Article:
On Friday, Holly and I spent most of the day making and planning resources and painting the bookshelf. I will upload a photo once it is complete but we are very proud of it so far. In the afternoon, much like an Indian child, I was making my own fun with a stick and a water bottle and using the stick to launch the water bottle into the air. When this stopped being entertaining I tried with a tried up piece of fruit and it flew so much better. The next time I tried, everyone watched in slow motion as it hit Rukmani, who was absentmindedly watching the boys play badminton, right in the face. I felt AWFUL. She burst into tears once inside and Jodie and I spent a long time with her icing it and for the first time since our arrival she was actually quiet. We ended up bonding over the incident though and she now calls me ‘Akka’ meaning older sister. She and her best friend Laxhmi also won’t stop giving me hugs much to my disbelief.
On Saturday morning I discovered the reason for separating clothes during washes. My nicest salwars now have green splodges all over them as my new pair of orange trousers had leaked everywhere. I was distraught and spent hours scrubbing to no avail. I’m hoping that with time and more washes the splodges will fade but I have certainly learned a valuable lesson. The day picked up when we held a very successful computer class with over 12 people attending. In the early evening, Becky, Jonny, Holly and I went on a walk up the hill opposite us and Jonny played a prank on us pretending to have been bitten by a snake. We knew we were late for dinner and couldn’t find Jonny. We weren’t sure whether he had just left without saying anything but we thought we should look for him just in case. I have to say that when I saw him lying on the ground for a split second I thought something bad might have happened but then I realized it hadn’t. When we got back, we left for Ranga Residences where we went for dinner on their rooftop. It has such a nice view over the whole of Chengalpattu and the food was amazing. Holly has decided to come back here on her birthday next Monday.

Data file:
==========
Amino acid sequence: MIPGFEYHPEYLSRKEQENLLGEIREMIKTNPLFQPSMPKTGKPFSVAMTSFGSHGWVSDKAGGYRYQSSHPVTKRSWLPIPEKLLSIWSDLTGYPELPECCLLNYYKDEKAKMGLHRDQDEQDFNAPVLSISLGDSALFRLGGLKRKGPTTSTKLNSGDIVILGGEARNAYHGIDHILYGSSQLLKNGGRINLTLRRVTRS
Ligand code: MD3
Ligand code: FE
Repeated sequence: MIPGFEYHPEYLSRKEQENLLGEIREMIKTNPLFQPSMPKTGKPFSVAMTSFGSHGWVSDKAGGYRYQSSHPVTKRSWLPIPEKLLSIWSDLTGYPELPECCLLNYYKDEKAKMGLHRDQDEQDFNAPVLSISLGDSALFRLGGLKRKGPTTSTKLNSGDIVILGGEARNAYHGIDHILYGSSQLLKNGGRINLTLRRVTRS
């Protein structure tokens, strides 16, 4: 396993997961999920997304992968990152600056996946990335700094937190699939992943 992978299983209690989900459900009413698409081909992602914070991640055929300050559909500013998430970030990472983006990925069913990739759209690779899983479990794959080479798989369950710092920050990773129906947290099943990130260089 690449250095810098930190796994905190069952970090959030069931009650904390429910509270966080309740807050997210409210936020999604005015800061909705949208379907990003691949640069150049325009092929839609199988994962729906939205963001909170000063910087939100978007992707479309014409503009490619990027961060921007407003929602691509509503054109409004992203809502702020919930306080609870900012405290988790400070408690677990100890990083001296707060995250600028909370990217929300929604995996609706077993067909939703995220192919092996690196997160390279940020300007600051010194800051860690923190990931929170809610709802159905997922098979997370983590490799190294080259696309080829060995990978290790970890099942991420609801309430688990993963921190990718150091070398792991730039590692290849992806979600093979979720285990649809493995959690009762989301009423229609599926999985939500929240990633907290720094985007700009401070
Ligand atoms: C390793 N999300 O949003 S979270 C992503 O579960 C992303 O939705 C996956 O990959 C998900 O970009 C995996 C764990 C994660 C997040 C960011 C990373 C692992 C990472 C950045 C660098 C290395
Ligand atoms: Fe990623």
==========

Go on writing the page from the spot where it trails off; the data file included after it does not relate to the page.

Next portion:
On Sunday, Fay, Jodie, Holly, Leah and I boarded a train from Chengalpattu to Chennai for a long-awaited shopping trip back in T. Nagar. We were lucky enough to get seats on one of the ladies carriages on the train as it was absolutely packed. A few stops later people couldn’t even get on the train and had to wait for the next one. Once we arrived Fay went to meet Victoria, the team leader from Thiruvellore and we all headed straight to an ice cream parlour where we ordered two drinks each from the most efficient waitress I have ever come across. As soon as our drinks were finished we paid and were ushered out. There is no waiting around once you are finished as the business are paying to keep you cool for nothing! We spent the morning in shops and then met up with Fay and headed to a hotel for lunch. We then spent the afternoon hunting for nighties for Holly and sarees for everyone else. I am surprised to say that I hardly bought anything in Chennai as I already have a saree that I adore. Making our way back to the train station was exhausting. By 5pm the streets were packed and most people were also headed for the station. It took about 10 minutes to climb a few flights of stairs and if you had jumped up I’m sure that you would have been carried up by the motion of others pushing you forward. I certainly felt like I had no control over my own legs and movements. We ended up getting on a fairly empty train and managed to find seats but we had to change trains. We were not so lucky this time. The train was rammed full and we had to get on in two groups through 2 different doors. A woman punched both Holly and I as she tried to get off after yelling at us when we had no idea what she was saying. I sent my Mum a picture of myself by the open door which I will post later and she got so anxious telling me to get away from the door and to hold on tight. Safe to say I am still alive and did not fall out the train and we eventually did get a seat for the last part of the journey. All in all, a very successful and exciting week.
Lots of love,